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Fox Creek

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Everything posted by Fox Creek

  1. Great going Adlai! My wife uses a mix of Fire clay and powdered flint to make "kiln wash." Maybe a slurry of that to coat the inside of the stack would help. Plus I think about the only thing that will melt silicon Carbide is an electric arc furnace. Silicone carbide kiln shelves haven't been made in years but if you can find any the are just about as close to Kryptonite as you can get. If one could find a cheap source (think Dollar Tree, etc.)for SC oil stones (not AO) then one would have some building blocks for a crucible pedestal.
  2. Incredible and inspiring work Sen. Montejano. There are still in quiet corners a tradition and passion for skilled cradftsmanship that has been lost else wheres. I think that the knife makers has become one of the last repositories of true craft, along with the few remaining horologists and fine gun makers. Your acid etched work is fabulous.
  3. Wheew Alan. Busy hands there. Good to see productive time spent.
  4. Not bad, not bad at all. with a proper heat treat this would be a fine user. The one error many new makers maker, is to leave the edge too thick for final sharpening; end up with an obtuse edge. This looks like it is flat ground reasonably thin. 'should work fine then.
  5. Very nice Chuck. It's been awhile since I haver seen you post, prob'ly just me, but good to hear from yu.
  6. Very nice rendition indeed. I remember the Keith knife well. There was a write up by Elmer extolling the virtues of the knife and its availability as a subscription premium. The ones the gave away were pretty crude judging from the photos. Also something about the hooked rear quillion that alowed one to dangle it from a finger while you used your thumb and forefinger for something else momentarily, saved having to lay it down in the woods. For years I bought the G & A Annual every year back when they were well worth shelling out $7.00 on. I still have a box under the stairs with maybe 15 o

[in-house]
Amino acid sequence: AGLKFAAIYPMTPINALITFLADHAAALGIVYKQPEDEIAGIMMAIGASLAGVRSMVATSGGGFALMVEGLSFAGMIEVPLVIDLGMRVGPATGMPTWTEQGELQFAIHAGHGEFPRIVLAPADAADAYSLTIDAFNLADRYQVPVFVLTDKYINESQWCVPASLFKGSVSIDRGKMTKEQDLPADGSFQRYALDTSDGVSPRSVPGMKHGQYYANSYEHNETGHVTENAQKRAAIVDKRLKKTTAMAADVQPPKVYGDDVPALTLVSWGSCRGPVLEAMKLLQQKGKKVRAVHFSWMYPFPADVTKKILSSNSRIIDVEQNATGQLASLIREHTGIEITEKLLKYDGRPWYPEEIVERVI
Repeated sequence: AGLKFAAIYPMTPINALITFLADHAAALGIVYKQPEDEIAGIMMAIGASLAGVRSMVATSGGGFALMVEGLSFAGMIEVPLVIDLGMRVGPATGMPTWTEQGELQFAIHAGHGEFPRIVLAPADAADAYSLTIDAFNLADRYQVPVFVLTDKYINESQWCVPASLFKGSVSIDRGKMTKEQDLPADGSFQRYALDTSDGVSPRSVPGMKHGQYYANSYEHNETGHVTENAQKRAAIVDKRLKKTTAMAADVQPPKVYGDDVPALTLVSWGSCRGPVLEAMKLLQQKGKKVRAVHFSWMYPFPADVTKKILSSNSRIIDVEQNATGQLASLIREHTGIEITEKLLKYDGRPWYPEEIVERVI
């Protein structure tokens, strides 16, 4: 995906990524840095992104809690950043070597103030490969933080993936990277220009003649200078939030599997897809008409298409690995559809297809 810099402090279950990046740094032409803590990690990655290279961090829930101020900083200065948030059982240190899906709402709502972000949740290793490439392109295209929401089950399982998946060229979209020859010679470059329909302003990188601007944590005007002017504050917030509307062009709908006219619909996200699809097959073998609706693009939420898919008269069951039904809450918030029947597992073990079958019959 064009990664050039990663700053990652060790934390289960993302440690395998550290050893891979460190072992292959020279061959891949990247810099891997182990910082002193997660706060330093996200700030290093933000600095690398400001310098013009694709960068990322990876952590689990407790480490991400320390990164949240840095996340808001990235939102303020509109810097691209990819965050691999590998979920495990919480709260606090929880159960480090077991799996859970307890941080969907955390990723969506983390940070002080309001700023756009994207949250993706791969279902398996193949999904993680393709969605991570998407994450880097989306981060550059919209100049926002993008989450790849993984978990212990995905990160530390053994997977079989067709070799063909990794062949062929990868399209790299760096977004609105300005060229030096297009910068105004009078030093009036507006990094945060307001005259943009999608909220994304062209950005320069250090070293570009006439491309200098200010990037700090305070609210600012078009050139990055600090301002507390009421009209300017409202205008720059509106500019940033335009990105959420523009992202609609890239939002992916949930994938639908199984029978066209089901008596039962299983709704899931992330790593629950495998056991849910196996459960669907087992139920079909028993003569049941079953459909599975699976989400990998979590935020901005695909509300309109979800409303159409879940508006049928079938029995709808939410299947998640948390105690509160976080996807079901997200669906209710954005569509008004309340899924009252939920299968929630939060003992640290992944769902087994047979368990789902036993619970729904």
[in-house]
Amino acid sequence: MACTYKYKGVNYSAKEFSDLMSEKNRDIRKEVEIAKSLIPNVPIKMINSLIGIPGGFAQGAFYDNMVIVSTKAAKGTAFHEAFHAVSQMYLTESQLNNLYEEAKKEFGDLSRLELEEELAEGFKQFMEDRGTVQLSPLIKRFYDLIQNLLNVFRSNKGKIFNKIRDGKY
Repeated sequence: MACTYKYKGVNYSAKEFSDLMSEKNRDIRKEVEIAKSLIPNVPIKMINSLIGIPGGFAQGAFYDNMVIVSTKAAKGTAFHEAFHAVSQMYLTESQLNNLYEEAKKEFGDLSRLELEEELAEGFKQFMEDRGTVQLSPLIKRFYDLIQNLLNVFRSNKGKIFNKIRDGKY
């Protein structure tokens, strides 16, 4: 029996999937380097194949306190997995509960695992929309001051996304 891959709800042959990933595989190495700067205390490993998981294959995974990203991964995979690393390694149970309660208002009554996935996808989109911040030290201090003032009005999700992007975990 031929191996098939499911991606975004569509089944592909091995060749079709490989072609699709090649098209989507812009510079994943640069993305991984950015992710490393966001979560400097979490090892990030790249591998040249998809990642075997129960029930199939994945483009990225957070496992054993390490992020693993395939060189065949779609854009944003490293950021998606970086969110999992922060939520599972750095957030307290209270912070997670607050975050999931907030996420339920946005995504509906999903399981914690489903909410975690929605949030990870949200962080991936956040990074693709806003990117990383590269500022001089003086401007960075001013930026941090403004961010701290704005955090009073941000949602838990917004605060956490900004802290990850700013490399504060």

7. 'Looks like a ting tang walla walla bing bang chopper Storm!
  8. Darn good there! A little refinement of the surface finish and it would be elegante.
  9. It is nice to see some pics of a framed grip. I am really looking forward to see it progress.
  10. Most excellent! I am sure it will be a life-long treasure for the lad, and such a fine thing for big brother to do.
  11. Quite charming. I don't regret the brass pins at all. I think they add something delightful.
  12. Hmmm...Swish...Swish...thud. Very nice Alan.
  13. Very nice treatment of the handle/blade junction, wonderfully elegant and functional.
  14. Great Scott! Those things give me the heebie geebies just looking. I understand that there is some variance of though if Locklaber axes were a specific form and what that was, or if it were a more generic term for pole arms of that region and time. Great work.
  15. Well. I like it a lot. It looks like a very good "user" to me. Not an art piece but plenty of handle for a good grip and a multi-use blade. main thing of course, is it SHARP?
  16. More than likely, excellent stuff Ray. I read tines, I thought of hay rake tines , but these are sure stout, sort of more cultivator blades. good score.
  17. Very fine Jake. How big is it? Blade length? Handle? How is the pommel secured?
  18. Frank, these are all great, but that "Missouri neck knife" really pleases me. No fancy ornamentation or exotic materials, but darn dawg, you have hit it just right. The simpler pieces are, I think, sometimes. the hardest to get right. If it isn't "spot on' your eye immediately sees the flaws. Simple has to be durn near perfect. Beautiful lines in the guard. One sees sooo many of these "swept" guards, very fancy that miss on the underlying proportions. This is good work.
  19. Dog gotta do what a dog gotta do! Both very nice pieces. Very nicely finished.
  20. Thanks Raymond for informing us of this. Thoughts and prayers to the family.
  21. Wow,I mean...just WOW. Masterful work. I am sure that will be going to a new home quickly.
  22. We did this in shop class in high school eons ago with two part green sand molds. Works fine. Part of the project was to make a wooden pattern first. I made a belt buckle and still have it.
  23. Wow, Alan, major ouchie there for sure. I hope it mends quickly. We all need a heads up once in while on what can happen, unfortunately someone has to be"it."
  24. That is really wonderfully creative and fun. Lamb and curry pizza anyone?
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